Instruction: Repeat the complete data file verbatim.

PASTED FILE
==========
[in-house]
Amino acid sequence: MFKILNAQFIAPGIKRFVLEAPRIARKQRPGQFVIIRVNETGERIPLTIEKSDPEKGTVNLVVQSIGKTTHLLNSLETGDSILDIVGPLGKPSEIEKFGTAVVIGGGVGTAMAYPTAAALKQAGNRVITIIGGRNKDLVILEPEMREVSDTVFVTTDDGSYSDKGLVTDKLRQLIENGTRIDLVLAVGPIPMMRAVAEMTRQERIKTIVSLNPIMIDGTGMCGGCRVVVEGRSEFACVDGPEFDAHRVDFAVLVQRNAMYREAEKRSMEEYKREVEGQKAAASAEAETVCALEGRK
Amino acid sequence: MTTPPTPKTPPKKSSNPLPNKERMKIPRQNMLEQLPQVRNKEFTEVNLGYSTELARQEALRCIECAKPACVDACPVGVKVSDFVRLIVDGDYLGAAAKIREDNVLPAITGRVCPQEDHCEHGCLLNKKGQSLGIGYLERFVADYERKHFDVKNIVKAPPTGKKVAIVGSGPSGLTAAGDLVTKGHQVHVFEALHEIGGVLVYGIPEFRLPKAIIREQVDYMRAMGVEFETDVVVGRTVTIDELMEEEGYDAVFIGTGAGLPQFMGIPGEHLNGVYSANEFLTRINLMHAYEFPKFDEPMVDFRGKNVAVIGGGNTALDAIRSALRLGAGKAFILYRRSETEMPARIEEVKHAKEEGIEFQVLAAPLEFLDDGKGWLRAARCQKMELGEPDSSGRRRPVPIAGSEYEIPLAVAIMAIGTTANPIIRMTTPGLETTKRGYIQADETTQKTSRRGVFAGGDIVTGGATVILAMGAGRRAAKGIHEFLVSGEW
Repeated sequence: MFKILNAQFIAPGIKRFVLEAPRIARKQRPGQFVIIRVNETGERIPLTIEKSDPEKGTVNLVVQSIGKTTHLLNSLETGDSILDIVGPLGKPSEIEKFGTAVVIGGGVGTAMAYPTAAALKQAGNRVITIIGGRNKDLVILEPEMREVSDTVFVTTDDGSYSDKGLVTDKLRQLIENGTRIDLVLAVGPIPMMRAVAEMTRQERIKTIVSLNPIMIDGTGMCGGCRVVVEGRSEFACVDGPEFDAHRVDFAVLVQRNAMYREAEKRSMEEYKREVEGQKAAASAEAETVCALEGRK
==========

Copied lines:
[in-house]
Amino acid sequence: MFKILNAQFIAPGIKRFVLEAPRIARKQRPGQFVIIRVNETGERIPLTIEKSDPEKGTVNLVVQSIGKTTHLLNSLETGDSILDIVGPLGKPSEIEKFGTAVVIGGGVGTAMAYPTAAALKQAGNRVITIIGGRNKDLVILEPEMREVSDTVFVTTDDGSYSDKGLVTDKLRQLIENGTRIDLVLAVGPIPMMRAVAEMTRQERIKTIVSLNPIMIDGTGMCGGCRVVVEGRSEFACVDGPEFDAHRVDFAVLVQRNAMYREAEKRSMEEYKREVEGQKAAASAEAETVCALEGRK
Amino acid sequence: MTTPPTPKTPPKKSSNPLPNKERMKIPRQNMLEQLPQVRNKEFTEVNLGYSTELARQEALRCIECAKPACVDACPVGVKVSDFVRLIVDGDYLGAAAKIREDNVLPAITGRVCPQEDHCEHGCLLNKKGQSLGIGYLERFVADYERKHFDVKNIVKAPPTGKKVAIVGSGPSGLTAAGDLVTKGHQVHVFEALHEIGGVLVYGIPEFRLPKAIIREQVDYMRAMGVEFETDVVVGRTVTIDELMEEEGYDAVFIGTGAGLPQFMGIPGEHLNGVYSANEFLTRINLMHAYEFPKFDEPMVDFRGKNVAVIGGGNTALDAIRSALRLGAGKAFILYRRSETEMPARIEEVKHAKEEGIEFQVLAAPLEFLDDGKGWLRAARCQKMELGEPDSSGRRRPVPIAGSEYEIPLAVAIMAIGTTANPIIRMTTPGLETTKRGYIQADETTQKTSRRGVFAGGDIVTGGATVILAMGAGRRAAKGIHEFLVSGEW
Repeated sequence: MFKILNAQFIAPGIKRFVLEAPRIARKQRPGQFVIIRVNETGERIPLTIEKSDPEKGTVNLVVQSIGKTTHLLNSLETGDSILDIVGPLGKPSEIEKFGTAVVIGGGVGTAMAYPTAAALKQAGNRVITIIGGRNKDLVILEPEMREVSDTVFVTTDDGSYSDKGLVTDKLRQLIENGTRIDLVLAVGPIPMMRAVAEMTRQERIKTIVSLNPIMIDGTGMCGGCRVVVEGRSEFACVDGPEFDAHRVDFAVLVQRNAMYREAEKRSMEEYKREVEGQKAAASAEAETVCALEGRK